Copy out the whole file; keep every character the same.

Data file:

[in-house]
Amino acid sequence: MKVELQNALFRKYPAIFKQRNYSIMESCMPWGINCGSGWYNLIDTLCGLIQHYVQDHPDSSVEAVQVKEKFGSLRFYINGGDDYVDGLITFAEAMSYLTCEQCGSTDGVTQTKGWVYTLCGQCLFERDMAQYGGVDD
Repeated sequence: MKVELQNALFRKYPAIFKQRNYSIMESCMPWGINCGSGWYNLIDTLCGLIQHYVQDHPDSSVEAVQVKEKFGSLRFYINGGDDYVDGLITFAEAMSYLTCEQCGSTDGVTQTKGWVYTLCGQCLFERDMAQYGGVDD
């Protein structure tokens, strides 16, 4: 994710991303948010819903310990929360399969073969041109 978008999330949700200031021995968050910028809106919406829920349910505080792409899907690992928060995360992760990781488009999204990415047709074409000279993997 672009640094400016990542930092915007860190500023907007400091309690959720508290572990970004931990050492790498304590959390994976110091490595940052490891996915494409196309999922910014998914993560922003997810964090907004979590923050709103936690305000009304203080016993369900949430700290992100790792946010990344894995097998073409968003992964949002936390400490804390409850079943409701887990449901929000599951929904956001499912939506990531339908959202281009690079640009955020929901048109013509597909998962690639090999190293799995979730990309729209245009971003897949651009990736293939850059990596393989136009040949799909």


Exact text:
[in-house]
Amino acid sequence: MKVELQNALFRKYPAIFKQRNYSIMESCMPWGINCGSGWYNLIDTLCGLIQHYVQDHPDSSVEAVQVKEKFGSLRFYINGGDDYVDGLITFAEAMSYLTCEQCGSTDGVTQTKGWVYTLCGQCLFERDMAQYGGVDD
Repeated sequence: MKVELQNALFRKYPAIFKQRNYSIMESCMPWGINCGSGWYNLIDTLCGLIQHYVQDHPDSSVEAVQVKEKFGSLRFYINGGDDYVDGLITFAEAMSYLTCEQCGSTDGVTQTKGWVYTLCGQCLFERDMAQYGGVDD
């Protein structure tokens, strides 16, 4: 994710991303948010819903310990929360399969073969041109 978008999330949700200031021995968050910028809106919406829920349910505080792409899907690992928060995360992760990781488009999204990415047709074409000279993997 672009640094400016990542930092915007860190500023907007400091309690959720508290572990970004931990050492790498304590959390994976110091490595940052490891996915494409196309999922910014998914993560922003997810964090907004979590923050709103936690305000009304203080016993369900949430700290992100790792946010990344894995097998073409968003992964949002936390400490804390409850079943409701887990449901929000599951929904956001499912939506990531339908959202281009690079640009955020929901048109013509597909998962690639090999190293799995979730990309729209245009971003897949651009990736293939850059990596393989136009040949799909």